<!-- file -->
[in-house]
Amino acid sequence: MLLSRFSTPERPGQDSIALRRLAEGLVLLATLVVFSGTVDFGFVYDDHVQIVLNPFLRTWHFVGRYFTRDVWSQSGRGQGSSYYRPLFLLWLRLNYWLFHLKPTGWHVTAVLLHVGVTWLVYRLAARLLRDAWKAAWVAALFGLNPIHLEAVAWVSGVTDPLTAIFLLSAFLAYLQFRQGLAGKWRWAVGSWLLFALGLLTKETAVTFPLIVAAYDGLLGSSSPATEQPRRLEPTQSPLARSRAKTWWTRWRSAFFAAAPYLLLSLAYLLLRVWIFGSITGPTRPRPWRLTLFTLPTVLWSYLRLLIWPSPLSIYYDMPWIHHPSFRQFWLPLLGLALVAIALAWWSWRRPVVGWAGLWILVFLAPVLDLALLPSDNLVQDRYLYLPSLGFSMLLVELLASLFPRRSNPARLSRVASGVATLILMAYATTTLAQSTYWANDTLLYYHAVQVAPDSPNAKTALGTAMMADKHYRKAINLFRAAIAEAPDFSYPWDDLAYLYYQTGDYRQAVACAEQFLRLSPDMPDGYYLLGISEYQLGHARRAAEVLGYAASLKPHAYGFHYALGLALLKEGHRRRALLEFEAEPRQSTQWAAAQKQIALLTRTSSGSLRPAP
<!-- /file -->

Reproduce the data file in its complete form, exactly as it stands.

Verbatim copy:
[in-house]
Amino acid sequence: MLLSRFSTPERPGQDSIALRRLAEGLVLLATLVVFSGTVDFGFVYDDHVQIVLNPFLRTWHFVGRYFTRDVWSQSGRGQGSSYYRPLFLLWLRLNYWLFHLKPTGWHVTAVLLHVGVTWLVYRLAARLLRDAWKAAWVAALFGLNPIHLEAVAWVSGVTDPLTAIFLLSAFLAYLQFRQGLAGKWRWAVGSWLLFALGLLTKETAVTFPLIVAAYDGLLGSSSPATEQPRRLEPTQSPLARSRAKTWWTRWRSAFFAAAPYLLLSLAYLLLRVWIFGSITGPTRPRPWRLTLFTLPTVLWSYLRLLIWPSPLSIYYDMPWIHHPSFRQFWLPLLGLALVAIALAWWSWRRPVVGWAGLWILVFLAPVLDLALLPSDNLVQDRYLYLPSLGFSMLLVELLASLFPRRSNPARLSRVASGVATLILMAYATTTLAQSTYWANDTLLYYHAVQVAPDSPNAKTALGTAMMADKHYRKAINLFRAAIAEAPDFSYPWDDLAYLYYQTGDYRQAVACAEQFLRLSPDMPDGYYLLGISEYQLGHARRAAEVLGYAASLKPHAYGFHYALGLALLKEGHRRRALLEFEAEPRQSTQWAAAQKQIALLTRTSSGSLRPAP